Fri Apr 3 2009 21:10:23
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    I know of someone with an elementary school child who got bit on his tongue during an infestation although the ER and this child's regular pediatrician ruled out bbs, but this parent KNEW that this child suffered a bite. At first it looked like a blister and then it seemed to pop and left a very painful hole in the tongue that took about 6 weeks to heal. Meanwhile this poor child couldn't sleep because of the constant pain (imagine a hole in your tongue!) and would wake up screaming crying for weeks while this parent had the chloroseptic spray ready and would spray this child's tongue constantly. This hole seemed to not go away until it did finally heal, but not without a lotta pain and suffering. Bedbugs being a nuisance only and not a health hazard is b*llsh*t!

  18. BugBoy911

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    Posted 5 years ago
    Fri Apr 3 2009 23:51:23
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    Doc I have a Ear BedBugunction!

  19. angie

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    Posted 5 years ago
    Sat Apr 4 2009 7:42:00
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    When I was in the height of my infestation, my sister and her boys came and stayed over one night and she woke me up at, I think 3 or 4 in the morning saying there was a bug in her ear. Half asleep, we went to the bathroom and I used peroxide and put a few drops in her ear. Out came the bedbug, crawling to get away. Unfortunately, he only made it as far as the toilet and then went swimming with the fishes. Adele, I understand that this is a tramatic experience, but if you can't find any humor in your misfortunes, you will get stressed. I still joke with Sisssy about that bug and some of the crap we went through while living in BedBug Haven. Mind you, I don't ever want to go that route again and do everything humanly possible to avoid getting them ever again. Laughter is what will keep you sane!!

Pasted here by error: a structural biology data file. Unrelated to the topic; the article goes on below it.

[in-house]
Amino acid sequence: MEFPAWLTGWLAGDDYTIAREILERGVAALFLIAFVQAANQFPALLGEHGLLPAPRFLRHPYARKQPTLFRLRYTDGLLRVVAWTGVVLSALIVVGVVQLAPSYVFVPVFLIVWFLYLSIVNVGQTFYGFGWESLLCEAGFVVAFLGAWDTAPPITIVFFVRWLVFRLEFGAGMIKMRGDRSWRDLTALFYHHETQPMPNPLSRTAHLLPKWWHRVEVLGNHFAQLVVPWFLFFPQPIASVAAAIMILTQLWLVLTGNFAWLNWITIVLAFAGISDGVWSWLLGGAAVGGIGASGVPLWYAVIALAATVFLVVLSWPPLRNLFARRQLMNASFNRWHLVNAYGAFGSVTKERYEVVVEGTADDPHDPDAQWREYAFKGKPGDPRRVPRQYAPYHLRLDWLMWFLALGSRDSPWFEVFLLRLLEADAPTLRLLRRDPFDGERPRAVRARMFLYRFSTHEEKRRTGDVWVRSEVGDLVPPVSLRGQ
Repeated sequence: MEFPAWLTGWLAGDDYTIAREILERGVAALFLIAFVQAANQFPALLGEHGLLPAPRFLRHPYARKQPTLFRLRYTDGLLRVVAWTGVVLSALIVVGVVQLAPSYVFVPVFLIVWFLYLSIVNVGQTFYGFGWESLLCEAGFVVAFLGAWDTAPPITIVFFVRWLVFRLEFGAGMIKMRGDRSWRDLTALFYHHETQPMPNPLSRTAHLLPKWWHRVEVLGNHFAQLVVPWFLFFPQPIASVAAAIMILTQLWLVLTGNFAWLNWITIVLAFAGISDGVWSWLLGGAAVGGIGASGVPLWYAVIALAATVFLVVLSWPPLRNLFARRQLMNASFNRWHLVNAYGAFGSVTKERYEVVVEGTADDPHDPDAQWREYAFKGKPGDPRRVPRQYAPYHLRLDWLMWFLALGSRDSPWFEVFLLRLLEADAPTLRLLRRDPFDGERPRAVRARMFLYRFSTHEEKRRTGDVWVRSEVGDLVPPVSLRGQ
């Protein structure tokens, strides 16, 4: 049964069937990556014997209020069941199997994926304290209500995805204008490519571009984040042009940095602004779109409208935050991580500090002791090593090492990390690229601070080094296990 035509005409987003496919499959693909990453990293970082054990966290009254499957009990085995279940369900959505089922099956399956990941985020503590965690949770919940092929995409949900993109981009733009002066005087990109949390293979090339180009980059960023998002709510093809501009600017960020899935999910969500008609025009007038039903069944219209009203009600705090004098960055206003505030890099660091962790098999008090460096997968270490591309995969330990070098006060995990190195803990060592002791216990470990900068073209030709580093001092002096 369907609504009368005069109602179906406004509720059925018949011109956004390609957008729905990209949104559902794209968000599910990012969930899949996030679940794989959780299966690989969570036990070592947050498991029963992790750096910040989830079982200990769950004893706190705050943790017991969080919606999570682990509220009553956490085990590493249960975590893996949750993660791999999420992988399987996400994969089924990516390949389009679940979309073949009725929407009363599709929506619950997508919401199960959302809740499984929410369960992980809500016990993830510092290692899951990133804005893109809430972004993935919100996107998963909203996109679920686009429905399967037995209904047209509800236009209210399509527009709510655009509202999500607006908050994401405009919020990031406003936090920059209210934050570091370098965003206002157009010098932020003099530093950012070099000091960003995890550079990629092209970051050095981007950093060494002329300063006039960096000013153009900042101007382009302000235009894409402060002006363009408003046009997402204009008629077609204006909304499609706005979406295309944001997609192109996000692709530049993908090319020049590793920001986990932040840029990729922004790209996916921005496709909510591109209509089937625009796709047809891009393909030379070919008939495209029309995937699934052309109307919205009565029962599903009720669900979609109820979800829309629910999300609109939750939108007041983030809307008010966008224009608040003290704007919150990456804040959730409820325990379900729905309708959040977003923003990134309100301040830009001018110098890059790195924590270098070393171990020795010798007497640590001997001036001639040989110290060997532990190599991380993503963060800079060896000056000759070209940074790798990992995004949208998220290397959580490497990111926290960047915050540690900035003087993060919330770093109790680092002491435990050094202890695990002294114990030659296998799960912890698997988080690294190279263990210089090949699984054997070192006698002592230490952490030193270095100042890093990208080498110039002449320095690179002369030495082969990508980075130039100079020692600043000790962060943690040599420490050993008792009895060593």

20. Adele

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    Posted 5 years ago
    Sat Apr 4 2009 10:50:44
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    Boy this posting surely brought out all the old timers!!

    LTDan - it's great to hear from you again!! And Angie - thank you for your kind words

    It happened a long time ago - actually last year this time - so I am over it and I've slept with earplugs in ever since so I've never had any problems with my ears after that

    it's good to hear from both of you

  21. BBcoukHome

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    Posted 5 years ago
    Sat Apr 4 2009 19:39:50
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    If we are all in the mood to share, I had the very unpleasant experience of swallowing a mouth full of bed bugs on TV. The puter tube was the wrong way around and I sucked a few straight in. I now double and triple check it when the camera is rolling.

    I have a cluster of cases of the years connected back to Brazil but a lot more connected with the northern countries in south America.

    This is a global issue at present so as you say it could have come from any different sources. Hopefully it is not connected with the birds or the bats as they would represent a repeat infestation risk.

    The main thing however is to focus on dealing with them as best as you can.

    Once you are clear it would be well worth you letting everyone know what local solutions and resources helped the most, I know I get a fair amount of traffic from Brazil to my site so you are by no means alone. It will certainly help to let your family and friends know what to avoid in the future, from data we have started to look at in London we think between 15% and 35% of all cases trace back to hotels and infected accommodation which might have been avoidable if the area had been checked before occupation.

    Good luck, it may at times seems like a tought fight but its a battle that can be one.

    David

  22. lieutenantdan

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    Posted 5 years ago
    Mon Apr 6 2009 11:13:54